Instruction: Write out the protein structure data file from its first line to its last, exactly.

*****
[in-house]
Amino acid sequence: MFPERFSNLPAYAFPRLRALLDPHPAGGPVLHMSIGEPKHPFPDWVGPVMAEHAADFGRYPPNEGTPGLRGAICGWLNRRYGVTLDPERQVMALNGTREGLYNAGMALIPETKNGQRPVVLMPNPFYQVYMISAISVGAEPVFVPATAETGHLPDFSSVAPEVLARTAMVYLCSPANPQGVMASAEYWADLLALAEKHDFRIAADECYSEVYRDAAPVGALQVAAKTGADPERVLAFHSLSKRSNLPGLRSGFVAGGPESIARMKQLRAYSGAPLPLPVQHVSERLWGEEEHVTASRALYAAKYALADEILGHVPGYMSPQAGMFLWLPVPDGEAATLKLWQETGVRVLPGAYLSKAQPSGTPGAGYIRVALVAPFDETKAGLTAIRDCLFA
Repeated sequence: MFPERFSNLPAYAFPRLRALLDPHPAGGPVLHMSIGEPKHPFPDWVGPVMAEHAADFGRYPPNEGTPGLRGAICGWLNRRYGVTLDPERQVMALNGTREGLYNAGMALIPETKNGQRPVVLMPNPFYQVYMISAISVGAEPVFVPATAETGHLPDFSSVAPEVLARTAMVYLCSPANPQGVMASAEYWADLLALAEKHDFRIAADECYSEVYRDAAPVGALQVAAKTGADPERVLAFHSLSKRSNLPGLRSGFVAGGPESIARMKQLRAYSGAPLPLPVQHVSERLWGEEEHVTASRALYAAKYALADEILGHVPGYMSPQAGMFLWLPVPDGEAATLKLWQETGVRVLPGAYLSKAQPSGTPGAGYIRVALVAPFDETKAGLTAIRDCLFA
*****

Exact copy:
[in-house]
Amino acid sequence: MFPERFSNLPAYAFPRLRALLDPHPAGGPVLHMSIGEPKHPFPDWVGPVMAEHAADFGRYPPNEGTPGLRGAICGWLNRRYGVTLDPERQVMALNGTREGLYNAGMALIPETKNGQRPVVLMPNPFYQVYMISAISVGAEPVFVPATAETGHLPDFSSVAPEVLARTAMVYLCSPANPQGVMASAEYWADLLALAEKHDFRIAADECYSEVYRDAAPVGALQVAAKTGADPERVLAFHSLSKRSNLPGLRSGFVAGGPESIARMKQLRAYSGAPLPLPVQHVSERLWGEEEHVTASRALYAAKYALADEILGHVPGYMSPQAGMFLWLPVPDGEAATLKLWQETGVRVLPGAYLSKAQPSGTPGAGYIRVALVAPFDETKAGLTAIRDCLFA
Repeated sequence: MFPERFSNLPAYAFPRLRALLDPHPAGGPVLHMSIGEPKHPFPDWVGPVMAEHAADFGRYPPNEGTPGLRGAICGWLNRRYGVTLDPERQVMALNGTREGLYNAGMALIPETKNGQRPVVLMPNPFYQVYMISAISVGAEPVFVPATAETGHLPDFSSVAPEVLARTAMVYLCSPANPQGVMASAEYWADLLALAEKHDFRIAADECYSEVYRDAAPVGALQVAAKTGADPERVLAFHSLSKRSNLPGLRSGFVAGGPESIARMKQLRAYSGAPLPLPVQHVSERLWGEEEHVTASRALYAAKYALADEILGHVPGYMSPQAGMFLWLPVPDGEAATLKLWQETGVRVLPGAYLSKAQPSGTPGAGYIRVALVAPFDETKAGLTAIRDCLFA